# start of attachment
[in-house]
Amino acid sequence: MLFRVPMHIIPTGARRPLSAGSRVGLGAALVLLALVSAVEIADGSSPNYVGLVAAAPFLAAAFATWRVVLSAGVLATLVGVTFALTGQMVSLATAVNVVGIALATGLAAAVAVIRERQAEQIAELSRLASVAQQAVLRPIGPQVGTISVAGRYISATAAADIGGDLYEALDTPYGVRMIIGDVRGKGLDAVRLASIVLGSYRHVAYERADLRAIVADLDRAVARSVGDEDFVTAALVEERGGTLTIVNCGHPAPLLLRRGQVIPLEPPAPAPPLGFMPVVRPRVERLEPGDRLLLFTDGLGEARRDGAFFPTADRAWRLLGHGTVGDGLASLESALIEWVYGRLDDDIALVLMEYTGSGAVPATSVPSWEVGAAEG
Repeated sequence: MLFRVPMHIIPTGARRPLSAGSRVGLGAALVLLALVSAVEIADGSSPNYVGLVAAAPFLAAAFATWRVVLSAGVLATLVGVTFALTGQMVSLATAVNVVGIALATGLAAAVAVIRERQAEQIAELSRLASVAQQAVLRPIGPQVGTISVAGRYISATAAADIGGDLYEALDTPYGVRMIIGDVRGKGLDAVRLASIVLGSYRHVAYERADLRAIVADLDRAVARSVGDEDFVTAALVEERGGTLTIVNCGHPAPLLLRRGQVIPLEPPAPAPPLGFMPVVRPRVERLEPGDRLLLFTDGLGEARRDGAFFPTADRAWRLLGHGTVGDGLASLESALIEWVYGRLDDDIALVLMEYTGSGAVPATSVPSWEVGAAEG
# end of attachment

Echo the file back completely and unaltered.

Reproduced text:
[in-house]
Amino acid sequence: MLFRVPMHIIPTGARRPLSAGSRVGLGAALVLLALVSAVEIADGSSPNYVGLVAAAPFLAAAFATWRVVLSAGVLATLVGVTFALTGQMVSLATAVNVVGIALATGLAAAVAVIRERQAEQIAELSRLASVAQQAVLRPIGPQVGTISVAGRYISATAAADIGGDLYEALDTPYGVRMIIGDVRGKGLDAVRLASIVLGSYRHVAYERADLRAIVADLDRAVARSVGDEDFVTAALVEERGGTLTIVNCGHPAPLLLRRGQVIPLEPPAPAPPLGFMPVVRPRVERLEPGDRLLLFTDGLGEARRDGAFFPTADRAWRLLGHGTVGDGLASLESALIEWVYGRLDDDIALVLMEYTGSGAVPATSVPSWEVGAAEG
Repeated sequence: MLFRVPMHIIPTGARRPLSAGSRVGLGAALVLLALVSAVEIADGSSPNYVGLVAAAPFLAAAFATWRVVLSAGVLATLVGVTFALTGQMVSLATAVNVVGIALATGLAAAVAVIRERQAEQIAELSRLASVAQQAVLRPIGPQVGTISVAGRYISATAAADIGGDLYEALDTPYGVRMIIGDVRGKGLDAVRLASIVLGSYRHVAYERADLRAIVADLDRAVARSVGDEDFVTAALVEERGGTLTIVNCGHPAPLLLRRGQVIPLEPPAPAPPLGFMPVVRPRVERLEPGDRLLLFTDGLGEARRDGAFFPTADRAWRLLGHGTVGDGLASLESALIEWVYGRLDDDIALVLMEYTGSGAVPATSVPSWEVGAAEG